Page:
Embrace the Festivities: Caribbean Carnivals to Celebrate : An Exclusive Sneak Peek

We all know the traditional way to celebrate Christmas: Decorate your house, attend church, have a grand feast and exchange gifts. However, as timeless as this practice is, making an exception for one year could be a much needed change of pace. Instead of spending it at home, why not go for vacation somewhere you’ve never been and experience Christmas like you’ve never done before? If that sounds like a good breakaway from the woes of the COVID pandemic, then the Caribbean is the perfect place; where Christmas is sunny and warm,  in contrast to the snowy, white Christmas.

Much of the Caribbean celebrates Christmas through lively parades where much of their culture comes alive, all in a small place. Here you can see how the myriad of cultures from Africa, the Americas, and Europe have intermixed to create the unique Caribbean culture.

Finally, before you finalize a plan for a carnival, ensure that you’ll be able to gain entry under their COVID protocols. We’ve attached links to the travel guidelines pages for the respective places. The Caribbean Carnival originated from the Italian Catholics, who then spread it to the French and Spanish. They then went on to colonize the Caribbean and thus had spread the tradition here. As the slaves attained independence and the islands grew more diverse, Carnival took on a more multicultural form, borrowing things from different cultures of the continents of Europe, Africa an the Americas. Much of the Caribbean’s history is tied to slavery and emancipation, which is expressed in their carnivals. Here are some of them:

St. Kitts Carnival- St. Kitts and Nevis

November-January Also known as Sugar Mas, this carnival is one of the major events that takes place in St. Kitts island. The carnival is packed to the brim with events, ensuring that there’s always something for everyone; such as the party events where the food and drinks are endless. A featured attraction is J’ouvert which is an early morning parade that starts from early 4:00 am. The name comes from the French phrase which means dawn, although the literal meaning is “I open”. In this parade, the partygoers color their bodies with paint, oil, and mud while dancing to music. The J’ouvert also has a historical significance where it’s a symbol of liberation from slavery.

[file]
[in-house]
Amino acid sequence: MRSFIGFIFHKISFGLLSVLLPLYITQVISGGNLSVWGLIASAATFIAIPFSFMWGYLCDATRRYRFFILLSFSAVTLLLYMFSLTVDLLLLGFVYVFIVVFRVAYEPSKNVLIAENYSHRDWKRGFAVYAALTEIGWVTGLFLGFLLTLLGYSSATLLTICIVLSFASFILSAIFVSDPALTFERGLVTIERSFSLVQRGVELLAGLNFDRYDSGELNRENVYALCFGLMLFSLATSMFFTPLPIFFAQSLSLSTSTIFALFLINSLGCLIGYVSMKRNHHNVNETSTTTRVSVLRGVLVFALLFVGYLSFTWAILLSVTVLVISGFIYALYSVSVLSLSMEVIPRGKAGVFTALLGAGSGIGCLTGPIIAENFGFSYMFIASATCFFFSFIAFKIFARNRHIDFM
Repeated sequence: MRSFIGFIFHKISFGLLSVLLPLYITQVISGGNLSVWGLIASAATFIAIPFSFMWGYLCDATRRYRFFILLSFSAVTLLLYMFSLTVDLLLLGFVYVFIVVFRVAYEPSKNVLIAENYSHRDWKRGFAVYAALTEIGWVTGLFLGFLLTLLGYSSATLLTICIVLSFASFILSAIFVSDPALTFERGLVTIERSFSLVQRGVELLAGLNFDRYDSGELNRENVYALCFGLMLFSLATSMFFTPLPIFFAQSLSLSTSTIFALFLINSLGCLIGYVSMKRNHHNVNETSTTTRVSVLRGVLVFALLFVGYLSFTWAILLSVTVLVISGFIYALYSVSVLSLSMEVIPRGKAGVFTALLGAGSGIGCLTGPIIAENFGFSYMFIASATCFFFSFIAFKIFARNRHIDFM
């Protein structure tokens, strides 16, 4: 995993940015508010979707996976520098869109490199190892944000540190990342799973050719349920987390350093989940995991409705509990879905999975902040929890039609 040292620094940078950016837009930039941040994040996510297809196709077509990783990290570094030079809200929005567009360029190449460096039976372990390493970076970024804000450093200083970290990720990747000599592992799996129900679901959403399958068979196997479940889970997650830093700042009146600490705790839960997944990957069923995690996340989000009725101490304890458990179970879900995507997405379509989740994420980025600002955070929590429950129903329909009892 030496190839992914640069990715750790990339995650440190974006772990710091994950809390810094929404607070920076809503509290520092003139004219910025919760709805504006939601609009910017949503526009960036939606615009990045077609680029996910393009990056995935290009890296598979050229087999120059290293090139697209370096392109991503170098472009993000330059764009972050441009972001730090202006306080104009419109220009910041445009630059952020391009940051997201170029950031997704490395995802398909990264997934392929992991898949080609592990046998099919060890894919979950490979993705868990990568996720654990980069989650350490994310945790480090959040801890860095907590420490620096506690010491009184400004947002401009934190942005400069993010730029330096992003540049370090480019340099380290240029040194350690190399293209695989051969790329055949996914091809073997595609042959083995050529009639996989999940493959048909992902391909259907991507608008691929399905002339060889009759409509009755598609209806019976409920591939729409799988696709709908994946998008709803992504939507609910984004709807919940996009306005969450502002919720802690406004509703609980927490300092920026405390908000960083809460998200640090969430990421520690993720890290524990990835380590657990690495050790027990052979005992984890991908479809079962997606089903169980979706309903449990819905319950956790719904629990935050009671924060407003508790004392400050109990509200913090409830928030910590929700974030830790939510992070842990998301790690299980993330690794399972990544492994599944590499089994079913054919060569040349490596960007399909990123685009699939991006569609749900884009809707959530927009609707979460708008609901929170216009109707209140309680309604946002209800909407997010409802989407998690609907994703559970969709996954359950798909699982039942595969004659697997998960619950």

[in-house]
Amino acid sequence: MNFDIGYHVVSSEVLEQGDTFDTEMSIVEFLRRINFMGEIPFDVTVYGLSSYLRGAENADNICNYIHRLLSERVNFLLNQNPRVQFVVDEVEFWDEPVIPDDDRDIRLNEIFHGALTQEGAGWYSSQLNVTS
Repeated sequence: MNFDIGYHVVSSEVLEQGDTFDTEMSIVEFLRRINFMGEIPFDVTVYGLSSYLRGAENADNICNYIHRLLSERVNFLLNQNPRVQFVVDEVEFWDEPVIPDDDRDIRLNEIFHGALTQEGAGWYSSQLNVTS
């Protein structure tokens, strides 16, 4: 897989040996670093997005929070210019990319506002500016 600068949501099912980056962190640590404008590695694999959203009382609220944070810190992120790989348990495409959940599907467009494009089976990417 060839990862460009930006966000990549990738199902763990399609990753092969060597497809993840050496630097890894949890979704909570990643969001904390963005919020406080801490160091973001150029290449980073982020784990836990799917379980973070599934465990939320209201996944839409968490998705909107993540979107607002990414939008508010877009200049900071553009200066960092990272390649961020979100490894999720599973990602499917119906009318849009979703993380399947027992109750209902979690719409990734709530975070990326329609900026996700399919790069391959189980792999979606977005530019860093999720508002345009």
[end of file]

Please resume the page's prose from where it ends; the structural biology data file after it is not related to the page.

Other events in the carnival include calypso and soca competitions, folk storytelling, beauty pageants, and best of all, the grand parade with numerous bands playing soca music! Travel guidelines can be found here

Junkanoo- Bahamas

December-January The Junkanoo is one of the biggest festivals in the Bahamas, which takes place on Boxing Day (December 26) and New Year’s Day. Its origins remain uncertain and it may be centuries old. The history of its name is equally obscure, with some speculating it originating from John Canoe, a folk hero, or the French gens inconnus among many other theories. If you wish to know more about Junkanoo you can visit the Junkanoo Museum. While people debate its history, one thing that everyone can agree on is that Junkanoo is an experience of a lifetime.

The importance of Junkanoo in the Bahamas is evident with many of the participants spending months in preparation for the event, especially as they compete for prizes and awards. The parade comes alive with music, dancing and bright costumes. Everyone is welcome  to participate as long as they respect the rules of the association. Travel guidelines can be found here

Montserrat Festival- Montserrat

December-January This is the year-end festival of Montserrat Island which brings alive the rich culture of the island. A famous spot also for New Year’s Eve, events include calypso competitions, car races, beauty pageantries, and many more shows. It also has a homecoming aspect where some of those who fled the island after the eruption of the Soufrière Hills Volcano come back to enjoy Christmas. Travel guidelines can be found here


December-January The origins can be traced to the early 1800s where African slaves had been given a time off during Christmas. There was dancing, music and similar fun activities. Now, in its annual organized form it has evolved into numerous events such as exhibitions of cuisine, art, drinks, and competitions including those of music and pageantry. These are only a few examples of what the carnival offers, with most of it taking place at the village of Frederiksted. The best part of this carnival takes place in the end with the Childrens’ Parade and the Adults’ Parade. Finally, this carnival also has its own j’ouvert event. Travel guidelines can be found here

Maskanoo and Junkanoo-Turks and Caicos

December-January Maskanoo is celebrated on December 26th and is a parade characterized by the intermixing of African and European traditions. A day just after Christmas, so it could be a perfect place to visit just after spending time with your loved ones.  It can be summed up with these words: food, music, and a parade. These are more than enough to keep you entertained throughout the night. The Bahamas isn’t the only place with Junkanoo. Here Junkanoo is celebrated at different times of the year but the biggest ones are on Boxer day, and New Years, just like in the Bahamas.

One of the notable things is that most, if not all, of the costumes and tools are still handmade. Keep your ears open for the ripsaw music which is produced by scrapping a screw or a fork to a bent saw. This instrument usually accompanies band performances. Travel guidelines can be found here